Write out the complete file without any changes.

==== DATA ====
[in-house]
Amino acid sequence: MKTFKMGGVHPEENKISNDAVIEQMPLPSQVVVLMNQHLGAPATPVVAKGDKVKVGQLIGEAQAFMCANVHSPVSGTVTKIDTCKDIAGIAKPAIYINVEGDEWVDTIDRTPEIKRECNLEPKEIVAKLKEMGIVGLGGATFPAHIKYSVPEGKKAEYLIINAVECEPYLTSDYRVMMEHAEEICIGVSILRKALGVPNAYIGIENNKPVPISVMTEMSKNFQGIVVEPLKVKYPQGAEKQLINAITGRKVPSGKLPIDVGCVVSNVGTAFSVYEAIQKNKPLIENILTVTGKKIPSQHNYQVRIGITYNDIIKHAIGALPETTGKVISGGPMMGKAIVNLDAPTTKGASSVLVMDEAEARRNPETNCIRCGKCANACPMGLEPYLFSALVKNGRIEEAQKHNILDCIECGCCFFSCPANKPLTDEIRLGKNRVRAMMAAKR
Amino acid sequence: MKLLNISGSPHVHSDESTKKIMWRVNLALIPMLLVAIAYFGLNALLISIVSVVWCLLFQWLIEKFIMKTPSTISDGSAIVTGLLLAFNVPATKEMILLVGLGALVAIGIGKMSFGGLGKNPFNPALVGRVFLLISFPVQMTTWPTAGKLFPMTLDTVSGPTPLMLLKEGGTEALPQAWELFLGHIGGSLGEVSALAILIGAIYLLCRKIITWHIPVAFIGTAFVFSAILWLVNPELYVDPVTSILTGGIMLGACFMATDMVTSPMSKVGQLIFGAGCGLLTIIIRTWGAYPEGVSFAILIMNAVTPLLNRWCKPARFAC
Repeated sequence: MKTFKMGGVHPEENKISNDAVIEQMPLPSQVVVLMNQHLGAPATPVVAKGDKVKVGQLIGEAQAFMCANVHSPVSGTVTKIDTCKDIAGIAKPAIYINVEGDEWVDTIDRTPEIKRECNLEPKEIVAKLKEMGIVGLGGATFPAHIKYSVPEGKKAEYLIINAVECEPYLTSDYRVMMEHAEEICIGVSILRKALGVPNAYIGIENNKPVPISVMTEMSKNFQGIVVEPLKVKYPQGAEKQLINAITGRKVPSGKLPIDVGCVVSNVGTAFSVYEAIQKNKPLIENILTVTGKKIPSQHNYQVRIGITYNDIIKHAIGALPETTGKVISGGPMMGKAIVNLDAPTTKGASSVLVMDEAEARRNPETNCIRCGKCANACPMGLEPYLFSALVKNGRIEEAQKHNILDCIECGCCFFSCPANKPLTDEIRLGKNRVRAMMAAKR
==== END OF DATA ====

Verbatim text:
[in-house]
Amino acid sequence: MKTFKMGGVHPEENKISNDAVIEQMPLPSQVVVLMNQHLGAPATPVVAKGDKVKVGQLIGEAQAFMCANVHSPVSGTVTKIDTCKDIAGIAKPAIYINVEGDEWVDTIDRTPEIKRECNLEPKEIVAKLKEMGIVGLGGATFPAHIKYSVPEGKKAEYLIINAVECEPYLTSDYRVMMEHAEEICIGVSILRKALGVPNAYIGIENNKPVPISVMTEMSKNFQGIVVEPLKVKYPQGAEKQLINAITGRKVPSGKLPIDVGCVVSNVGTAFSVYEAIQKNKPLIENILTVTGKKIPSQHNYQVRIGITYNDIIKHAIGALPETTGKVISGGPMMGKAIVNLDAPTTKGASSVLVMDEAEARRNPETNCIRCGKCANACPMGLEPYLFSALVKNGRIEEAQKHNILDCIECGCCFFSCPANKPLTDEIRLGKNRVRAMMAAKR
Amino acid sequence: MKLLNISGSPHVHSDESTKKIMWRVNLALIPMLLVAIAYFGLNALLISIVSVVWCLLFQWLIEKFIMKTPSTISDGSAIVTGLLLAFNVPATKEMILLVGLGALVAIGIGKMSFGGLGKNPFNPALVGRVFLLISFPVQMTTWPTAGKLFPMTLDTVSGPTPLMLLKEGGTEALPQAWELFLGHIGGSLGEVSALAILIGAIYLLCRKIITWHIPVAFIGTAFVFSAILWLVNPELYVDPVTSILTGGIMLGACFMATDMVTSPMSKVGQLIFGAGCGLLTIIIRTWGAYPEGVSFAILIMNAVTPLLNRWCKPARFAC
Repeated sequence: MKTFKMGGVHPEENKISNDAVIEQMPLPSQVVVLMNQHLGAPATPVVAKGDKVKVGQLIGEAQAFMCANVHSPVSGTVTKIDTCKDIAGIAKPAIYINVEGDEWVDTIDRTPEIKRECNLEPKEIVAKLKEMGIVGLGGATFPAHIKYSVPEGKKAEYLIINAVECEPYLTSDYRVMMEHAEEICIGVSILRKALGVPNAYIGIENNKPVPISVMTEMSKNFQGIVVEPLKVKYPQGAEKQLINAITGRKVPSGKLPIDVGCVVSNVGTAFSVYEAIQKNKPLIENILTVTGKKIPSQHNYQVRIGITYNDIIKHAIGALPETTGKVISGGPMMGKAIVNLDAPTTKGASSVLVMDEAEARRNPETNCIRCGKCANACPMGLEPYLFSALVKNGRIEEAQKHNILDCIECGCCFFSCPANKPLTDEIRLGKNRVRAMMAAKR